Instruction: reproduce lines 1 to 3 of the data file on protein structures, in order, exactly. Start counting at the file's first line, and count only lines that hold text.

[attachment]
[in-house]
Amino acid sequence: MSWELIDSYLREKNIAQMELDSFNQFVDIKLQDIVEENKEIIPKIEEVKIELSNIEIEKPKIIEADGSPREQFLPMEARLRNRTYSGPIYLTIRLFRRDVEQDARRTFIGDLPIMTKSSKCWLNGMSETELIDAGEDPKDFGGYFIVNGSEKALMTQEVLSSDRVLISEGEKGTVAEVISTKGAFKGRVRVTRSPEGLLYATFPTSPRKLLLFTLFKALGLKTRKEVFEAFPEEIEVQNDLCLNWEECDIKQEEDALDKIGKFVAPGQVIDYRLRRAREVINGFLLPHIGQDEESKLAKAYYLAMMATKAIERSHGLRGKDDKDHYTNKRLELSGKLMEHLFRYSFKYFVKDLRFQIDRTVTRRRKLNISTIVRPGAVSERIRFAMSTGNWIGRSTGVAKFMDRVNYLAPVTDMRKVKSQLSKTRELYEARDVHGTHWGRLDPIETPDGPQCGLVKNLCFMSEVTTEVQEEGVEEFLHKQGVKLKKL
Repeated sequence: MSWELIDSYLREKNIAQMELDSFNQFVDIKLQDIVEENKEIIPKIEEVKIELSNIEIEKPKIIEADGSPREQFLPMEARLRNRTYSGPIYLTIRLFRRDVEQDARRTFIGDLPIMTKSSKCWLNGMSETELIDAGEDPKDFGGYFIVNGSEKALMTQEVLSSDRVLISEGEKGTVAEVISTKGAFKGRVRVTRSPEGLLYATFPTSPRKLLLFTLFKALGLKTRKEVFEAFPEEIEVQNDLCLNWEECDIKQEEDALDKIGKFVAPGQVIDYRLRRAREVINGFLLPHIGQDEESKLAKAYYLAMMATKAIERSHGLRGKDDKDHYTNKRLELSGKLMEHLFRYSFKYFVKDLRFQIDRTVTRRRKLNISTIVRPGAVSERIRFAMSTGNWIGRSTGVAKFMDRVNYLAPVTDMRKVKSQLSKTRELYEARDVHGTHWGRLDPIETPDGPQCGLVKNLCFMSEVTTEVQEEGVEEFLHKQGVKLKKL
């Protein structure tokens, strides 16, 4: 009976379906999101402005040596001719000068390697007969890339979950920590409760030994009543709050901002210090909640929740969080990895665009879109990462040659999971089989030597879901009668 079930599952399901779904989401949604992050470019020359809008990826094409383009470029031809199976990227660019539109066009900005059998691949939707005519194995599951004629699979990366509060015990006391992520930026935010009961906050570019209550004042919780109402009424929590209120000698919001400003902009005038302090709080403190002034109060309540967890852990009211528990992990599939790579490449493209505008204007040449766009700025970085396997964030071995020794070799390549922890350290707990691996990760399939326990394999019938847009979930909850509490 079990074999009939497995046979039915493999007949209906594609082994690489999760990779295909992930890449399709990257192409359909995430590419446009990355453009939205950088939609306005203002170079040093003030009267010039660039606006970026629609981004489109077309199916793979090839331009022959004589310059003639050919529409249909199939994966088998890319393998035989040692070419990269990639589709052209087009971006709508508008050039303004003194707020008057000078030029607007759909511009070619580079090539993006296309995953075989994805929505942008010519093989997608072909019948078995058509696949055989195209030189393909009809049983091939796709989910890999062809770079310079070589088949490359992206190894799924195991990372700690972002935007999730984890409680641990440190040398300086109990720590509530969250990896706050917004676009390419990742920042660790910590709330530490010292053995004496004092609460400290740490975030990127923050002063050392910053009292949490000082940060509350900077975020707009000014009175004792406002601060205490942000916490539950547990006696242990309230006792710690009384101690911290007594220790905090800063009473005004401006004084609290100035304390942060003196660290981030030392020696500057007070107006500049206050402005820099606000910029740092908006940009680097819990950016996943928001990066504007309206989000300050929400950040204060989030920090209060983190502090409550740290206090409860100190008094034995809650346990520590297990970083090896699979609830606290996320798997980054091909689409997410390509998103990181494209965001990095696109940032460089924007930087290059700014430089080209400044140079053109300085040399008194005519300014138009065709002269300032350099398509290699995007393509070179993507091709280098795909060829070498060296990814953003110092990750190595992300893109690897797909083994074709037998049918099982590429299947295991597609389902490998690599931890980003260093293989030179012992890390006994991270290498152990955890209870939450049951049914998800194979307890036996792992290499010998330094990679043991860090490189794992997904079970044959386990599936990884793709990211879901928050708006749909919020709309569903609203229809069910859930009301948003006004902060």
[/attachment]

[in-house]
Amino acid sequence: MSWELIDSYLREKNIAQMELDSFNQFVDIKLQDIVEENKEIIPKIEEVKIELSNIEIEKPKIIEADGSPREQFLPMEARLRNRTYSGPIYLTIRLFRRDVEQDARRTFIGDLPIMTKSSKCWLNGMSETELIDAGEDPKDFGGYFIVNGSEKALMTQEVLSSDRVLISEGEKGTVAEVISTKGAFKGRVRVTRSPEGLLYATFPTSPRKLLLFTLFKALGLKTRKEVFEAFPEEIEVQNDLCLNWEECDIKQEEDALDKIGKFVAPGQVIDYRLRRAREVINGFLLPHIGQDEESKLAKAYYLAMMATKAIERSHGLRGKDDKDHYTNKRLELSGKLMEHLFRYSFKYFVKDLRFQIDRTVTRRRKLNISTIVRPGAVSERIRFAMSTGNWIGRSTGVAKFMDRVNYLAPVTDMRKVKSQLSKTRELYEARDVHGTHWGRLDPIETPDGPQCGLVKNLCFMSEVTTEVQEEGVEEFLHKQGVKLKKL
Repeated sequence: MSWELIDSYLREKNIAQMELDSFNQFVDIKLQDIVEENKEIIPKIEEVKIELSNIEIEKPKIIEADGSPREQFLPMEARLRNRTYSGPIYLTIRLFRRDVEQDARRTFIGDLPIMTKSSKCWLNGMSETELIDAGEDPKDFGGYFIVNGSEKALMTQEVLSSDRVLISEGEKGTVAEVISTKGAFKGRVRVTRSPEGLLYATFPTSPRKLLLFTLFKALGLKTRKEVFEAFPEEIEVQNDLCLNWEECDIKQEEDALDKIGKFVAPGQVIDYRLRRAREVINGFLLPHIGQDEESKLAKAYYLAMMATKAIERSHGLRGKDDKDHYTNKRLELSGKLMEHLFRYSFKYFVKDLRFQIDRTVTRRRKLNISTIVRPGAVSERIRFAMSTGNWIGRSTGVAKFMDRVNYLAPVTDMRKVKSQLSKTRELYEARDVHGTHWGRLDPIETPDGPQCGLVKNLCFMSEVTTEVQEEGVEEFLHKQGVKLKKL